Rectal douching

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Rectal douching (Rectal irrigation)
Retto(anatomia).png
This illustration of the large intestine highlights the rectum in red. A rectal douche would clean the rectum. To compare, an enema would clean further into the large intestine.
Pronunciationdouche, /dʃ/
ICD-9-CM96.39
MeSHD007507

Rectal douching is the act of rinsing the rectum with intent to clean it. An instance of this rinsing or a tool used to perform the rinse may be called a rectal douche.

Uses[edit]

Rectal douching is a hygienic practice to clean the rectum to void hardened stools as opposed to a pharmaceutical method to soften the stool.

Rectal douching is distinguished from anal cleansing, which is the routine cleaning of the anus after defecation, and enema, which is the rinsing of part of the large intestine.

Technique[edit]

The nozzle tip is inserted into the rectum then the bulb is squeezed to release water.

Liquid, typically water, is inserted into the rectum by means of some tool. After some time, the water is expelled in the manner of a routine bowel movement, and, in the process, the rectum eliminates waste and is cleaned.

Most people who use rectal douching do so with plain water.[1] The use of a hose connected to a tap, either in a shower or sink, has been reported as the most popular way to administer a douche.[1] Another popular way is with a handheld bulb and syringe designed for rectal douching.[1]

Less commonly, some people used commercial products sold for performing rectal douching, with single-use bottles of saline being most used.[1] Also commercially available but even less commonly used for rectal douching are mineral oil products intended to assist in an enema.[1]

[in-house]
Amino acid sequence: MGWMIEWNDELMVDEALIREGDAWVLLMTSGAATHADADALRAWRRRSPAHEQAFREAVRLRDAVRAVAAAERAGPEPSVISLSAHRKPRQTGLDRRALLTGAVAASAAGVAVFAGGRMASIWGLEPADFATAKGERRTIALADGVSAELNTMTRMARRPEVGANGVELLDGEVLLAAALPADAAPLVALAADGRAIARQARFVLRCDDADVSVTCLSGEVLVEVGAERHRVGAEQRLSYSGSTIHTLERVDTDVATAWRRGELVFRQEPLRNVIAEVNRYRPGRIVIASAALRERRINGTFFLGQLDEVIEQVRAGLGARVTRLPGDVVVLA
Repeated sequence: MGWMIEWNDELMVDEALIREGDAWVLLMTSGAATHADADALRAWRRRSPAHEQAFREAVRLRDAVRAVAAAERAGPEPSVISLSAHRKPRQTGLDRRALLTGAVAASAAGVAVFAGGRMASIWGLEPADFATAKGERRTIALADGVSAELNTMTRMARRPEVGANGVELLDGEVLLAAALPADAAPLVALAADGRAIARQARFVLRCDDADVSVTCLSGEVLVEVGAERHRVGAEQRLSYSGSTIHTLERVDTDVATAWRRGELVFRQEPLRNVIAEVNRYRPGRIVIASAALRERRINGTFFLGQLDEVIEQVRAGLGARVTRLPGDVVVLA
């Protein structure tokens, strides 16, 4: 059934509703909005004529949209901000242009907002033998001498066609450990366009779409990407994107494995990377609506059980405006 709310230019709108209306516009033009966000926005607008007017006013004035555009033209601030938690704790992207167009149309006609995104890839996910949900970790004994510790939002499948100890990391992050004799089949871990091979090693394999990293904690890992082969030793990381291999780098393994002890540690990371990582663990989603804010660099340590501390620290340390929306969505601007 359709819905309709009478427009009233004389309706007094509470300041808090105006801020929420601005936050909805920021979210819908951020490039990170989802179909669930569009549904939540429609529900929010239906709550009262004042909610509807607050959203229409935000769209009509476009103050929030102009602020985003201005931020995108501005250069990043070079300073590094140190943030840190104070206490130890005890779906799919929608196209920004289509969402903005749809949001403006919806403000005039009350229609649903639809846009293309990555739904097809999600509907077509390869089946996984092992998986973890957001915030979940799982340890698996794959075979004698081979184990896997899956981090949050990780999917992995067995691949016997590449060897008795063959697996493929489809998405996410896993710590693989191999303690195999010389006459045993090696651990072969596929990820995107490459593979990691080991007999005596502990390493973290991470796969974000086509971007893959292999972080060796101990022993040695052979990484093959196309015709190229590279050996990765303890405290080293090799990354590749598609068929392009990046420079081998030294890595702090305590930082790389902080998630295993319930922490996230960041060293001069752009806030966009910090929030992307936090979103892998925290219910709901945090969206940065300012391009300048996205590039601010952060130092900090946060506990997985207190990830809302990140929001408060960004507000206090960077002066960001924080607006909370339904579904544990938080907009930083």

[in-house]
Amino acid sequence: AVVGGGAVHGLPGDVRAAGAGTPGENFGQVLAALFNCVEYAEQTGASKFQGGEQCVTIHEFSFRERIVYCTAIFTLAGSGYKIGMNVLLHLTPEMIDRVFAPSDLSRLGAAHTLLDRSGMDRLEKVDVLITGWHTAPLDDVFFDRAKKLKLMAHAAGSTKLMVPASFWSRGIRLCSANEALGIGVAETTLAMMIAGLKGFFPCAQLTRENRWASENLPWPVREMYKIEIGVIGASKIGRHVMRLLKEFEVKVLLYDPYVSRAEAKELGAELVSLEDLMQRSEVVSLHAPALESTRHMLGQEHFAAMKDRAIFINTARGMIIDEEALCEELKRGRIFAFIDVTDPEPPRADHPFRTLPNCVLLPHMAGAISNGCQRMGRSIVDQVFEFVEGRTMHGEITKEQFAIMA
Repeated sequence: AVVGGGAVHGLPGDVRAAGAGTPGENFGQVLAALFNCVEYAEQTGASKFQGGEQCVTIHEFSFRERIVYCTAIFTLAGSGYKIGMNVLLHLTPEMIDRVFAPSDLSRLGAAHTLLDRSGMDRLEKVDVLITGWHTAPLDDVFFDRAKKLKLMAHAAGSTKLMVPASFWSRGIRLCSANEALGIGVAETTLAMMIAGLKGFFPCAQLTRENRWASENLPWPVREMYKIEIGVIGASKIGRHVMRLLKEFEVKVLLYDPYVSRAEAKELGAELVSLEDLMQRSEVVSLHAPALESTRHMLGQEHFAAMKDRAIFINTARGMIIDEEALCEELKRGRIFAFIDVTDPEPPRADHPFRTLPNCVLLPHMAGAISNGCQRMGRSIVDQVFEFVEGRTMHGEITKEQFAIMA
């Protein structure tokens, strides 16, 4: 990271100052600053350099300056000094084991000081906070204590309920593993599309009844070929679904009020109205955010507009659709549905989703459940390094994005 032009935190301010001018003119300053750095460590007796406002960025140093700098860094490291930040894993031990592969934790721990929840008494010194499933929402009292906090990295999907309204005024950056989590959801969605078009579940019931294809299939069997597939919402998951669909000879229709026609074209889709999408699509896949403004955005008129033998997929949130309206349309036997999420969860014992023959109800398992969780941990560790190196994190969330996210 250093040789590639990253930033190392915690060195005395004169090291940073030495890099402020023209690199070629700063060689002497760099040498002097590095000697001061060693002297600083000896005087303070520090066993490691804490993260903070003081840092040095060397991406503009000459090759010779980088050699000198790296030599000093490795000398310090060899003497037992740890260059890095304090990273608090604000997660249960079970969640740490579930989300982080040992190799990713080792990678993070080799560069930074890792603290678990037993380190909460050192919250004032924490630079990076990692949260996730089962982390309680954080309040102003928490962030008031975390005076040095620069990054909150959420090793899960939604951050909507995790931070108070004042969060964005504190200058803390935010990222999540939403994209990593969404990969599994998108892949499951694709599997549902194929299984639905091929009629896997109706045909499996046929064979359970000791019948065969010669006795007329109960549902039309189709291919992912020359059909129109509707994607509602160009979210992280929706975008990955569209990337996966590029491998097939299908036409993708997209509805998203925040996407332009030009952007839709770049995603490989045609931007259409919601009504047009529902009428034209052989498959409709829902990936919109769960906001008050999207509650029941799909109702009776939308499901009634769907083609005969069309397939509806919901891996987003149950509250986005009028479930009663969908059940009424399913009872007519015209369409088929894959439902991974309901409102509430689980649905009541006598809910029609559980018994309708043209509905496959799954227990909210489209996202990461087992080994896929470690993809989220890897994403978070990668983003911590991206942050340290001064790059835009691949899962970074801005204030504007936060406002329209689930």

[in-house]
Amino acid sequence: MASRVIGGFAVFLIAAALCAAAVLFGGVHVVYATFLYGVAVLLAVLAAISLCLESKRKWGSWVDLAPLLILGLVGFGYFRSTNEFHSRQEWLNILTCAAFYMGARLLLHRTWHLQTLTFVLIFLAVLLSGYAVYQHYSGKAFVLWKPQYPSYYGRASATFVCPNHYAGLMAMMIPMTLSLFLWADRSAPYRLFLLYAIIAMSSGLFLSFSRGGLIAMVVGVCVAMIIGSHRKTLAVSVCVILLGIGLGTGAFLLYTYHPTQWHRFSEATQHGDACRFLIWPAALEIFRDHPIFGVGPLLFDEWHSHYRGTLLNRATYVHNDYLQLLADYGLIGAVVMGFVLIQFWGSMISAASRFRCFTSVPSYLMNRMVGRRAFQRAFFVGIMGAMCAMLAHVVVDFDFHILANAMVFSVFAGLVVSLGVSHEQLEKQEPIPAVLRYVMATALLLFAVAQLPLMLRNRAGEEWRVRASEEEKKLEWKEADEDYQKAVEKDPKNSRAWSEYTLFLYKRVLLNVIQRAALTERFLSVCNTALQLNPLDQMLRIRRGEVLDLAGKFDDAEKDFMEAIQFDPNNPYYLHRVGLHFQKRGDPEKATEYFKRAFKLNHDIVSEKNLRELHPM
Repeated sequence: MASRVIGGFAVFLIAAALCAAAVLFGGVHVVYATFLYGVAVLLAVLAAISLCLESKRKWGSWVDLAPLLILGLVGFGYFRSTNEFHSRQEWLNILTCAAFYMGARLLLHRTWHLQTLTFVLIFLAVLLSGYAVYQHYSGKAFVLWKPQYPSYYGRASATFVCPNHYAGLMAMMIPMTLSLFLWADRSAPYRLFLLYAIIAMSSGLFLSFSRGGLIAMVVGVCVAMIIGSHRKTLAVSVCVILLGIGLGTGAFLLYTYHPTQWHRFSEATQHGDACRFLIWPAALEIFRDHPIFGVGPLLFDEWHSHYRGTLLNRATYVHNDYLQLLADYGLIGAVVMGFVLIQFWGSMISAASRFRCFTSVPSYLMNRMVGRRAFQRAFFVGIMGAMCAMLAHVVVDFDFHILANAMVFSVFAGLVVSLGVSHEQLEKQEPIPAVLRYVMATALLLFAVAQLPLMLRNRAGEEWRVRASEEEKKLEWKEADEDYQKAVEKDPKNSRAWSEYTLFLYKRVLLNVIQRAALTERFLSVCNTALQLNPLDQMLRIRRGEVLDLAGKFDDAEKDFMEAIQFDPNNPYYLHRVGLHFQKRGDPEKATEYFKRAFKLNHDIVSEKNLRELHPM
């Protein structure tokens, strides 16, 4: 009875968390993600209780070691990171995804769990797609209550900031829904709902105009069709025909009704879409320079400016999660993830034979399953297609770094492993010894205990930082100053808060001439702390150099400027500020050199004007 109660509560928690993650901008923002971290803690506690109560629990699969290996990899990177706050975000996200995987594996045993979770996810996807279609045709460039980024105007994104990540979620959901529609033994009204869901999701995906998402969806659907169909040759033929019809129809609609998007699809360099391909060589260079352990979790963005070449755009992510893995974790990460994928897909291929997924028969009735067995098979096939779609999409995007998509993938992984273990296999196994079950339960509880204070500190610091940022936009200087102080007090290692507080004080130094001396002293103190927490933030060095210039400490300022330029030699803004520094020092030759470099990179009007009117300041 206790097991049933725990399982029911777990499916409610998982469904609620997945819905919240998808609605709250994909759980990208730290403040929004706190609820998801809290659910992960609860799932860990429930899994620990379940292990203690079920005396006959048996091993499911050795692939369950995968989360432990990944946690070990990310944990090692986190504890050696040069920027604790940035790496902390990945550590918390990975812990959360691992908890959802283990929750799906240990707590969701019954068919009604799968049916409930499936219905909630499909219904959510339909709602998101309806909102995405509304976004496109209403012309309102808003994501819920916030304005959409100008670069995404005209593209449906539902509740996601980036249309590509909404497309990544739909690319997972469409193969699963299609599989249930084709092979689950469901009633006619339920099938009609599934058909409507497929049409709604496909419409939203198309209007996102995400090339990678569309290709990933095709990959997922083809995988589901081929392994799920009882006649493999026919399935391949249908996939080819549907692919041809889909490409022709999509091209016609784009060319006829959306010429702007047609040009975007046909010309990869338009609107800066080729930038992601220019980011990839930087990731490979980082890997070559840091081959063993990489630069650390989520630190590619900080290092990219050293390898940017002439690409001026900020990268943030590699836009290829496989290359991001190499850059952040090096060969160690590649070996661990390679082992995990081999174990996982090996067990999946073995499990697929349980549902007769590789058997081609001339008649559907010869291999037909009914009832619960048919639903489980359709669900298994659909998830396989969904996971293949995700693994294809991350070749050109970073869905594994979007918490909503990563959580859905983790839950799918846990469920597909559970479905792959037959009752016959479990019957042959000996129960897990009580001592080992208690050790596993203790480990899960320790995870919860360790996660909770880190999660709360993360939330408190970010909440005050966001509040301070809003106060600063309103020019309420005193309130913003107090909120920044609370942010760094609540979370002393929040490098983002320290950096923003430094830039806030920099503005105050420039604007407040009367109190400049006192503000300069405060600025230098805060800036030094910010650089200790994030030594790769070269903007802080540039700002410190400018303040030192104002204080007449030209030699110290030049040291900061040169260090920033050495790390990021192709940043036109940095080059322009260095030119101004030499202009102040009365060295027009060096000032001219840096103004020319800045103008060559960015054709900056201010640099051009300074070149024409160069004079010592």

History[edit]

A rectal douche device was patented in 1957 in the United States by Patricia Bragg.[2]

Society and culture[edit]

From a public health perspective, understanding rectal douching practices may be important because the practice can be paired with behaviors which are risk factors to acquiring a sexually transmitted infection.[1]

Research[edit]

Research into rectal microbicide to prevent the transmission of HIV increased interest into researching safer and more gentle rectal douching techniques.[3] The hope in that research is that a rectal microbicide could be delivered with a rectal douche.[3]

References[edit]

  1. ^ a b c d e f Javanbakht, Marjan; Stahlman, Shauna; Pickett, Jim; LeBlanc, Marc-André; Gorbach, Pamina M (2014). "Prevalence and types of rectal douches used for anal intercourse: results from an international survey". BMC Infectious Diseases. 14 (1): 95. doi:10.1186/1471-2334-14-95. ISSN 1471-2334. PMC 4015843. PMID 24555695.
  2. ^ A US patent US2811156 A, Patricia Bragg, "Rectal douche", published 29 October 1957 
  3. ^ a b Carballo-Diéguez, Alex; Bauermeister, José; Ventuneac, Ana; Dolezal, Curtis; Mayer, Kenneth (2009). "Why Rectal Douches May Be Acceptable Rectal-Microbicide Delivery Vehicles for Men Who Have Sex With Men". Sexually Transmitted Diseases. 37 (4): 1. doi:10.1097/OLQ.0b013e3181bf9b2d. ISSN 0148-5717. PMC 2891180. PMID 19959973.

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